Arts & Entertainment: Sunday, June 10, 2001
‘Glue’ examines often elusive meaning of life
By Mark Lindquist
Special to The Seattle Times
Irvine Welsh is best known to the mainstream as the man who wrote the novel that the movie “Trainspotting” was based on.
In the “rave” culture, he is revered as the man who wrote “Ecstasy” and “The Acid House,” collections of stories that depicted raver clubs and electronic music with the same sort of giddy, literary energy Jack Kerouac brought to road trips and jazz.
“Glue” is Welsh’s version of an epic – a fat, multigenerational novel that intercuts the lives of four friends. Terry, Carl, Billy and Andrew are working-class fellows from Edinburgh who drink, drug, talk and generally mess things up in the pursuit of sex, money and other highs.
Welsh relies on voice and set pieces for momentum, rather than plot, which can be problematic in a 469-page book told from alternating points of view. Because of the repetitive nature of the action and the lack of forward motion, there are times when you could swear you already read this chapter.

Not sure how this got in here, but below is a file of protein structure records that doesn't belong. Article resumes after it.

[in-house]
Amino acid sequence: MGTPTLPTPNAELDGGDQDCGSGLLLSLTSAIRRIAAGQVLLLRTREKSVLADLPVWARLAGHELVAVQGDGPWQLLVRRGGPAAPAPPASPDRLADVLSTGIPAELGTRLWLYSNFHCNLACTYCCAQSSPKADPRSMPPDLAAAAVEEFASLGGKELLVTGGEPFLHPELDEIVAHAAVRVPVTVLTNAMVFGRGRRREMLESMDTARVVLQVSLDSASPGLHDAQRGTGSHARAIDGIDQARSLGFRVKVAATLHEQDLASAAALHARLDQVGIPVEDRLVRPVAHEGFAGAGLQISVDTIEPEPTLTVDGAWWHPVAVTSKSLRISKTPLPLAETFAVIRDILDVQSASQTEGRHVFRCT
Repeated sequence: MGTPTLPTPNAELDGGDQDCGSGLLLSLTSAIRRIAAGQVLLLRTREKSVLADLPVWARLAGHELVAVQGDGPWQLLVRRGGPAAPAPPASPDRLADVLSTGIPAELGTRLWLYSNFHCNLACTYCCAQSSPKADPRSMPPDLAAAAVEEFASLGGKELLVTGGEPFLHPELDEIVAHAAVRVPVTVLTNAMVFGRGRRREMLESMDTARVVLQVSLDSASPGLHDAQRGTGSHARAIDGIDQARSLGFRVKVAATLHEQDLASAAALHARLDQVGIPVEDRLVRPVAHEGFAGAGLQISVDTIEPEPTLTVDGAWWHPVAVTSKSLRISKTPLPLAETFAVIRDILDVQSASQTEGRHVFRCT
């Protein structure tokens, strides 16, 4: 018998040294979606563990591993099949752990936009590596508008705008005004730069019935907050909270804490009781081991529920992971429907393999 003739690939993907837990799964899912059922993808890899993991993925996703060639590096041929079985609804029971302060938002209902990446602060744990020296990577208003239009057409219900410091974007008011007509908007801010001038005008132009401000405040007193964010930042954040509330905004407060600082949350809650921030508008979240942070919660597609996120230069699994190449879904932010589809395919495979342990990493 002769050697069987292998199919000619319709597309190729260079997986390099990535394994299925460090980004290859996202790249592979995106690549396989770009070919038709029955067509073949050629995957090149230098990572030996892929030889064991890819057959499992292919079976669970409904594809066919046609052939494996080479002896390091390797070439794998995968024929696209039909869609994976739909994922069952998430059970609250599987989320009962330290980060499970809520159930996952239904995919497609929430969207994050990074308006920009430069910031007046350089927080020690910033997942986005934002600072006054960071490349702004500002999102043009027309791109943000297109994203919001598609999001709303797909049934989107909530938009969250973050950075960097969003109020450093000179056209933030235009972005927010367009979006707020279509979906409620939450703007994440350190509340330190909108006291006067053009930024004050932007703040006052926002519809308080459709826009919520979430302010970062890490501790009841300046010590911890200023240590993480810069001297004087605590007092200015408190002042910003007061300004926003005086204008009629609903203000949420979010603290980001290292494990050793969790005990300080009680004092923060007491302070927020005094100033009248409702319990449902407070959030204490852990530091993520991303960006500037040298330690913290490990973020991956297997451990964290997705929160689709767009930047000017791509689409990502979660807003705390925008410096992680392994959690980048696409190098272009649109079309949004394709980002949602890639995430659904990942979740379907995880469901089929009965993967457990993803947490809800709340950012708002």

Another possible put-off is Welsh’s Scottish vernacular. Here’s a typical sentence: “Jist when ah think aboot shoutin oot the windae or gaun doon fir a blether, ah see thit eh’s talkin tae Maggie Orr n this other lassie.”
Well, a typical sentence except that it lacks profanity, the preferred form of self-expression for all four of the protagonists.
That said, the book nonetheless succeeds on its own terms. The men flail along, tossing off brilliant one-liners and finding moments of transcendence and dignity in a world seemingly designed to sabotage, beat and emasculate them. There are shades of Hemingway in passages where the men buck up and carry on.
However, unlike Hemingway’s stories, where men go toe-to-toe against other men or nature or fate, Welsh’s characters mostly battle self-created stumbling blocks – and these lads are not quick learners. This may be one of the reasons the book doesn’t so much resolve as fade out.
In the final chapter, a character laments, “Life had to be more than a series of unsolvable mysteries.” Welsh seems to disagree.